Although most of the money raised in the past has gone to feed the hungry of Gush Etzion, the two upcoming performances are dedicated to two different, equally compelling causes.
Proceeds from the November 29 show at the community center in Gush Etzion will go to help build a pathway for the schoolchildren of Gush Etzion, to make it possible for them to walk between school and their bus stop more safely.
Katz describes Gush Etzion as “a closeknit community that has seen more than its share of tragedy.”
The planned Boys’ Promenade in memory of Naftali Frenkel, Gilad Shaer and Eyal Yifrach will include the bus stop where Dalia Lemkus was stabbed to death in 2014 and from where the three boys were kidnapped, also in 2014. The path will begin in Rosh Tzurim and continue to the intersection of Alon Shvut.
Students at Ulpanat Rosh Tzurim, Ulpanat Neve Chana, Ulpanat Oriya and other nearby schools will benefit immediately.
The money raised at the Jerusalem- based show at the Jerusalem Theater on Monday, November 30 will support the Gush Katif bridal project. This year marks the 10th anniversary of the project, which provides a package of household goods to assist new couples from Gush Katif who are just beginning their lives together.
There are people from the 2005 disengagement from Gush Katif who are still unemployed, underemployed or without permanent homes. Even 10 years later, Katz says, “We want to let them know that Am Yisrael [the Jewish people] didn’t forget them.” One of the performances last year was also devoted to the Gush Katif bridal project, which has helped over 1,200 couples begin their married lives with dignity. That performance alone raised NIS 50,000.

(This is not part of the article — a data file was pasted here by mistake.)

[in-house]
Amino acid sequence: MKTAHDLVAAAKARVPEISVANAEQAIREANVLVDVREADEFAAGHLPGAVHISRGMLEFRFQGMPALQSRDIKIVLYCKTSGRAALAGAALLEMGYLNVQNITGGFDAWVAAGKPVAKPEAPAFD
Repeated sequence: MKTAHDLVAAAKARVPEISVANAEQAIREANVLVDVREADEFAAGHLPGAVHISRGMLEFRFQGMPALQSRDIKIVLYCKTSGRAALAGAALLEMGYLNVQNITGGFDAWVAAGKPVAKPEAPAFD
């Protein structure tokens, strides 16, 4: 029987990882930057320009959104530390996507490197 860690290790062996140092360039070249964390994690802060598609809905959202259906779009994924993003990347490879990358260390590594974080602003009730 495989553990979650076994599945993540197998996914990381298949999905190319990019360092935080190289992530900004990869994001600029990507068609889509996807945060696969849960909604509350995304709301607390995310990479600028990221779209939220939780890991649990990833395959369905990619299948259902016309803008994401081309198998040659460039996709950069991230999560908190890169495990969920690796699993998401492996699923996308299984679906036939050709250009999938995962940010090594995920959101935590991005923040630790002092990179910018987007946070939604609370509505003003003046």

While the various dance troupes that will perform in Dames of the Dance come from all over Gush Etzion and, for the upcoming shows, from Ramat Bet Shemesh and Kedumim, the initiative for Dames of the Dance clearly springs from Anglo women. According to Odenheimer, the language of planning meetings is predominantly English, with a bit of Hebrew mixed in. She estimates that up to 40 percent of the women involved in Dames of the Dance made aliya from English-speaking countries.
What motivates Odenheimer, who has been involved since the beginning, to stay so involved in the Dames of the Dance? “I love to dance. I’m a dancer. And I love Sharon. She’s amazing. She is so enthusiastic and she has so much charisma to involve people.
It’s fun to be part of something that helps others and uses skills that you have.”
Those who have seen a performance know what an adventure it is. To those who have never been, Odenheimer encourages, “Definitely come! Just supporting these great causes is worthwhile. And the music, the dance, the atmosphere, the people are so inspiring.
It’s great for a mother- daughter outing. Perfect for grandmothers, aunts, nieces to come together. It’s a big women’s gathering. It’s great women’s community theater and it’s so nice to give young women the chance to get out there to do their thing on stage. Friends have come to shows without knowing what to expect and they leave the performance so happy and proud.” With a heart full of pride in the dancers, Katz says, “They fly over the stage and dance with love.”
How could you not want to be a part of that? •
The Gush Etzion show to benefit the Boys’ Promenade:
November 29 at 8 p.m. at the Gush Etzion Community Center; the Jerusalem show to benefit Gush Katif brides: November 30 at 8 p.m. in the Rebecca Crowne Auditorium of the Jerusalem Theater. Tickets: damesofthedance2015@gmail.com or 054-453-4583.